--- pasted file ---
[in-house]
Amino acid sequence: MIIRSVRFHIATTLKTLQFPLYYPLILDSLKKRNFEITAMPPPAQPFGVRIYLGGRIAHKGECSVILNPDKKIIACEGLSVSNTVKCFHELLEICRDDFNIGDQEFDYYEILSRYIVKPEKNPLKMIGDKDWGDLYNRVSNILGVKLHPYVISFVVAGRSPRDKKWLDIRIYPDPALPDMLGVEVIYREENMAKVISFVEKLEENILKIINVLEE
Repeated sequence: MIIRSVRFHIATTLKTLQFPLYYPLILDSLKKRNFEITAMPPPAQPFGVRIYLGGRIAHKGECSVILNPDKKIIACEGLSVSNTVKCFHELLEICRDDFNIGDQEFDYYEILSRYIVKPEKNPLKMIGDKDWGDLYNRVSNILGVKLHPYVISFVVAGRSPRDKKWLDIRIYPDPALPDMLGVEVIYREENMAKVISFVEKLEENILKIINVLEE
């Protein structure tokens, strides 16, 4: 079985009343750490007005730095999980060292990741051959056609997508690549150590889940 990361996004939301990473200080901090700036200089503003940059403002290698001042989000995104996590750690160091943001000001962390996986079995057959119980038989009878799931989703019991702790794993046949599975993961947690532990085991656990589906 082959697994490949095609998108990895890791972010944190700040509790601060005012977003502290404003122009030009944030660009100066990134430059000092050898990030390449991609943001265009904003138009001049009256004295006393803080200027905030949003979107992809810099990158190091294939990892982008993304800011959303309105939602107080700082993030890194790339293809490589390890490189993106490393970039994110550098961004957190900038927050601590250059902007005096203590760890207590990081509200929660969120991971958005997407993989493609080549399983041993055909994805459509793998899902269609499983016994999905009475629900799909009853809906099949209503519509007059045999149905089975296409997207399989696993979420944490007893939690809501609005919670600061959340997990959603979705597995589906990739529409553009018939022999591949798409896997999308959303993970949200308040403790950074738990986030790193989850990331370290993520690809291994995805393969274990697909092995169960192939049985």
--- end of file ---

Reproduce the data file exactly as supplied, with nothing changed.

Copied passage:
[in-house]
Amino acid sequence: MIIRSVRFHIATTLKTLQFPLYYPLILDSLKKRNFEITAMPPPAQPFGVRIYLGGRIAHKGECSVILNPDKKIIACEGLSVSNTVKCFHELLEICRDDFNIGDQEFDYYEILSRYIVKPEKNPLKMIGDKDWGDLYNRVSNILGVKLHPYVISFVVAGRSPRDKKWLDIRIYPDPALPDMLGVEVIYREENMAKVISFVEKLEENILKIINVLEE
Repeated sequence: MIIRSVRFHIATTLKTLQFPLYYPLILDSLKKRNFEITAMPPPAQPFGVRIYLGGRIAHKGECSVILNPDKKIIACEGLSVSNTVKCFHELLEICRDDFNIGDQEFDYYEILSRYIVKPEKNPLKMIGDKDWGDLYNRVSNILGVKLHPYVISFVVAGRSPRDKKWLDIRIYPDPALPDMLGVEVIYREENMAKVISFVEKLEENILKIINVLEE
């Protein structure tokens, strides 16, 4: 079985009343750490007005730095999980060292990741051959056609997508690549150590889940 990361996004939301990473200080901090700036200089503003940059403002290698001042989000995104996590750690160091943001000001962390996986079995057959119980038989009878799931989703019991702790794993046949599975993961947690532990085991656990589906 082959697994490949095609998108990895890791972010944190700040509790601060005012977003502290404003122009030009944030660009100066990134430059000092050898990030390449991609943001265009904003138009001049009256004295006393803080200027905030949003979107992809810099990158190091294939990892982008993304800011959303309105939602107080700082993030890194790339293809490589390890490189993106490393970039994110550098961004957190900038927050601590250059902007005096203590760890207590990081509200929660969120991971958005997407993989493609080549399983041993055909994805459509793998899902269609499983016994999905009475629900799909009853809906099949209503519509007059045999149905089975296409997207399989696993979420944490007893939690809501609005919670600061959340997990959603979705597995589906990739529409553009018939022999591949798409896997999308959303993970949200308040403790950074738990986030790193989850990331370290993520690809291994995805393969274990697909092995169960192939049985």